This book is the second part to the music theory book I published in 1988. The exceptionally positive reception to the book encouraged me to discuss further aspects of modern music theory in this new book. As stated in the first volume, this book series is published in several parts. This second book looks at the progression of harmonic elements.
Just like the first book, this book is also intended to be a musical workbook for all musicians. It is for instrumentalists, vocalists, composers, arrangers, music teachers, pupils and music students from all musical genres. The following excerpt on ‘Using this Book’ explains how to work with Die Neue Harmonielehre (‘The New Harmony Book’).
At this point, it is important I explain a fundamental difference between the scientific and musical approaches to music theory and improvisation theory. ‘Die neue Harmonielehre’ (‘The New Harmony Book’) can provide the key knowledge needed for the art of musical improvisation, yet it is not for this book to instruct the reader in this art.
This music theory book instead aims to highlight the links between notes, scales and chords. It ultimately describes the organisation, systematisation and designation of the tonal material that is used in modern music theory. As such, I would like to distance myself from the widespread opinion that the results of a harmonic analysis correspond solely to the tonal material that the improvising musician has available.
This book is available in German only.
A musical workbook for classical, rock, pop and jazz
The two volumes of ‘The New Harmony Book’ (AMA No 610101, 610110) by the graduate jazz guitarist Frank Haunschild, who is a freelance musician, teacher and author, is one of the standard works of modern, educational music literature. It serves, above all, as a text book in schools to teach the terminology of rock, pop and jazz music and builds a bridge between classical harmony teaching and popular music. Whether as a reference book or as a ‘music theory lexicon’ (as it highlights important musical terminology), this book is for every musician, whether composer, instrumentalist, arranger, sound technician, music teacher or pupil.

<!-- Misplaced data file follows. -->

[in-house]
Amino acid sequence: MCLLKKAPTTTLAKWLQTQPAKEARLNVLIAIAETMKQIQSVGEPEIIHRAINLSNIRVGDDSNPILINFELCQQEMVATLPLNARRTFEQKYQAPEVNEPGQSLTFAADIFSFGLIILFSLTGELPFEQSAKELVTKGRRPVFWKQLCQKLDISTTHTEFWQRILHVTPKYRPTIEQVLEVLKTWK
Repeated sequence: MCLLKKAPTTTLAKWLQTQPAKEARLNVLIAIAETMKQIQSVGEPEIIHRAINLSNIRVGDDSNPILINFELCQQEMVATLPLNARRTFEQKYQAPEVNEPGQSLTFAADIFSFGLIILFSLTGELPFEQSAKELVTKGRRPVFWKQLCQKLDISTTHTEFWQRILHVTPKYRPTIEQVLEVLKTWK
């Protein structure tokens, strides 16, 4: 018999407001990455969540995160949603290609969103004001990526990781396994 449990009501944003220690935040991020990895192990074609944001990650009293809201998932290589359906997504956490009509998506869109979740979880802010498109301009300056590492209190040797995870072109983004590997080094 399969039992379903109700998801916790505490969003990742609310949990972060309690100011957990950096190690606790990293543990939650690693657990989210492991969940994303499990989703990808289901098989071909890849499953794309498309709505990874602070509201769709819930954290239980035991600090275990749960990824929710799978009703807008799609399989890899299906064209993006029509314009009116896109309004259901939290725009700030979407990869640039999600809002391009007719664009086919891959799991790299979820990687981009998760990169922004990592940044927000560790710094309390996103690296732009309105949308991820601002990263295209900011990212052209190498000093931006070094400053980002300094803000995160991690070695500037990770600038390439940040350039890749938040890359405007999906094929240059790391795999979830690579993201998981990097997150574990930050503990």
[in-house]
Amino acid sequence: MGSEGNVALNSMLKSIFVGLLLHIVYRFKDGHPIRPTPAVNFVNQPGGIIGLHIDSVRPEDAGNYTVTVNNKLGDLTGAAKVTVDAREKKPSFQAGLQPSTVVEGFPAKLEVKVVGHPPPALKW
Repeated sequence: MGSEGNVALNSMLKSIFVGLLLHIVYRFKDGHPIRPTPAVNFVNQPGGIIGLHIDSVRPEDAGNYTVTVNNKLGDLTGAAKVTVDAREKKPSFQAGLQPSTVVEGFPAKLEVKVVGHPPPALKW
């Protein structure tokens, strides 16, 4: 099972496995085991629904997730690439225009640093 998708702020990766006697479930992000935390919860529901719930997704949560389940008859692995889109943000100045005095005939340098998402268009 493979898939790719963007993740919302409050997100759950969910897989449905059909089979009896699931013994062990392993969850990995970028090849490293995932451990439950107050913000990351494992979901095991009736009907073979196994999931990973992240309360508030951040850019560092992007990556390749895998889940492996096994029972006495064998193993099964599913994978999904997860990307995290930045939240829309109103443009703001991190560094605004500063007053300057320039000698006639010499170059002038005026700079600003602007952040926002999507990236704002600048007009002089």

As a continuation of the current musical work book, ‘The New Harmony Book, Volume 2’, part 3 deals with the ‘progression of harmonic elements’. Chapter 1 begins with all variations of the II-V-I progression in major and minor keys. The catenation of the II-V progression is described, alongside switching scales and tritone substitution. All scales and chords are presented individually and brought into a meaningful broader context.
All types of dominants, like primary and secondary dominants, as well as double dominants and interdominants, are treated in the usual comprehensive manner. The reader learns step-by-step to be able to understand and classify all dominants, in order to finally broaden their tonal range.
The different turnarounds and the mix of major and minor tonality are also examined, such as dealing with diminished seventh chords, diatonic cadences, interrupted cadences, double subdominants, diatonic chord progressions and the most common substitutions.
Included is an A1-sized, colored diatonic modulation table which can be folded out and hung up. It illustrates important harmonic connections in all keys and can also be bought separately from the publisher (AMA No. 610107).
More Article from Frank Haunschild
Part II: The Progression of Harmonic Elements
Chapter 1: The II-V-I Progression in Major Keys
Chapter 2: The II-V-I Progression in Minor Keys
Chapter 3: Changing Between Major and Minor Keys
Chapter 4: The Tritone Substitution
Chapter 5: The Concatenation of II-V Progressions
Chapter 6: The Interdominants
Chapter 7: The Secondary Dominants
Chapter 8: Turnarounds
Chapter 9: Mixing Major and Minor
The German-American Frank Haunschild is a member of the International Guild of Jazz Guitarists and is one of Germany's most sought after instructors and guitarists. At the moment he teaches as Professor of Jazz Guitar at the State Academy of Music in Cologne and as lecturer in music theory and ear training at the Jazz & Rock School in Freiburg. As a freelance journalist he writes his monthly column "Praxis" in Germany's most-read music magazine "Guitar & Bass". In addition he is a course instructor at numerous national and international jazz workshops. He has written three manuals, "Die neue Harmonielehre" (vol. 1 also exists in English: "The New Harmony Book"), that have become standard textbooks on modern music instruction, as has "Modern Guitar Styles" (in German) with play-along CD. Frank Haunschild is a busy concert artist, performing regularly in Germany and its neighbouring countries. Numerous CD's as a leader show his exceptional musical and compositional skills.